In 2019 I was thrilled to win the Yeovil Literary Prize for Poetry with my poem Origins. Here it is.
I was hatched in an angry nest. Spiky it was,
with loss and bruised knuckles, the coarse cloth
of a nun’s habit. It smelled of sulphur tonic
that could rot a girl’s teeth. Yet it was softened
by a river of hair running below a waist,
the hands of a man who’d been lifted by love.
The feathers were gleaned from a plum tree
in Hertfordshire whose roots crawled beneath
the Great North Road. I came out sickly
and damp by the sea, by a tamarisk tree.
Kindness raised me, and fairness and people
who knew when to keep their mouths shut.
But the anger had got into me, had scoured me
into something shiny and cross. I wrote letters
to the newspaper, received kinky replies. I hung out
with dope-smoking darlings, and stewed up bile against
the National Front, whose head office was in our town.
My parents shook their heads in private, let me fly,
jesses trailing. And now I talk to them in the gentle tent
of night, and they nod and breathe life into me, as I
breathe into them, so we are reborn, reborn, day on day.
The judge, Philip Gross, commented, ‘This poem is so many things – colloquial and imagistic, private and public, snappy and sad and tough and ultimately – most startling – tender. All of this could fly apart in discord, but fine judgement in the language, in the shifts of rhythm and the pauses over line breaks, holds it – holds it not just together but makes it a gift to be shared.’ Read the poem on the Poetry page of this website. More about the judge and the other prize winners can be found at: www.yeovilprize.co.uk/P2019_Results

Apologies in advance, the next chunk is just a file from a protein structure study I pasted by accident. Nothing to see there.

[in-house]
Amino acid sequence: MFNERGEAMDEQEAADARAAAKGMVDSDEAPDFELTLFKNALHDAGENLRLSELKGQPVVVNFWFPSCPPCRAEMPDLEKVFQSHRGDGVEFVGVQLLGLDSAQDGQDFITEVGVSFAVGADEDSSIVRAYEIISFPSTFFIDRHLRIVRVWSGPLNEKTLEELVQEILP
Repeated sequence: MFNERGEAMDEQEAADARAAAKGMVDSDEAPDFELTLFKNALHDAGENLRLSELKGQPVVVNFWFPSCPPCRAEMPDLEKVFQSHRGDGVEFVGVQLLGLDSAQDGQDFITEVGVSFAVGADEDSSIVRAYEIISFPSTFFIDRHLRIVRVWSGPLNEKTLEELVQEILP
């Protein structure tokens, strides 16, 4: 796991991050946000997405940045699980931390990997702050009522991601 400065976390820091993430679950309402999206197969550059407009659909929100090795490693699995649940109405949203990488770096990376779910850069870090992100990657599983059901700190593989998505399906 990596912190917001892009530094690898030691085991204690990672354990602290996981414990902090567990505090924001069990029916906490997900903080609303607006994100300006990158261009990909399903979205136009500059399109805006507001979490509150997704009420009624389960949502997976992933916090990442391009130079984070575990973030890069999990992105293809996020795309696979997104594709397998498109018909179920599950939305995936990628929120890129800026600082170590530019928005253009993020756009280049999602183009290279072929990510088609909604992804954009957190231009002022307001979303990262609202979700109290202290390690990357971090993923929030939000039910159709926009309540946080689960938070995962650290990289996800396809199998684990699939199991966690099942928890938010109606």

I was also fortunate enough to win second prize in the Suffolk Poetry Society George Crabbe competition with my poem Advice from the Afterlife – a rather different poem, in which an unnamed speaker offers advice to a much younger version of me. Here it is.
Advice from the Afterlife
And this is what he said, in a voice
like a hive full of bees: make love
in Alexandria at least once in your life.
Afterwards eat plenty of figs and pastries –
the triangular ones with a pinch of salt
from the dusty shop close to the harbour.
Drink a jug of wine strong as a donkey’s
hee-haw. Don’t give too much time to mourning:
we’re all compost once the temple comes crashing down.
Answer back. Yell so loud the cat runs out of the flap.
Finally (and forgive me if this makes you blush)
don’t let your vagina be inhabited only by
tampons: it’s beautiful and deserves better.
This second poem is one of a series I’m writing about women’s lives. As part of this work, I’m developing a collection of poems in collaboration with the photographer Andrew Scott, documenting my life in the turbulent 1970s. Here’s one of his photographs, and my poem written in response.
Photograph by Andrew Scott
Stoneyard Lane Prefabs
Two ticks and the fixer of the Squatters Union
has done the break-in, courtesy of a jemmy.
The door creaks in the fish-mud breeze blowing up
from Shadwell docks. Here you are girls.
Faces poke, glint through curtain cracks.
A man comes back for his hobnailed boots. Stands lit up
by orange street lights, his meek face
breathing beer. We got behind with the rent, he says,
muddy laces spilling over knuckles.
Thought we’d leave before the council chucked us out.
The next morning two hoods from the council break the lock,
bawl through the drunken door, Clear out or we’ll
board you in. Bump-clang of an Audi brings bailiffs.
The fixer flies in, fists up to his chin.
Has words. We hunch on the kerb with our carrier bags.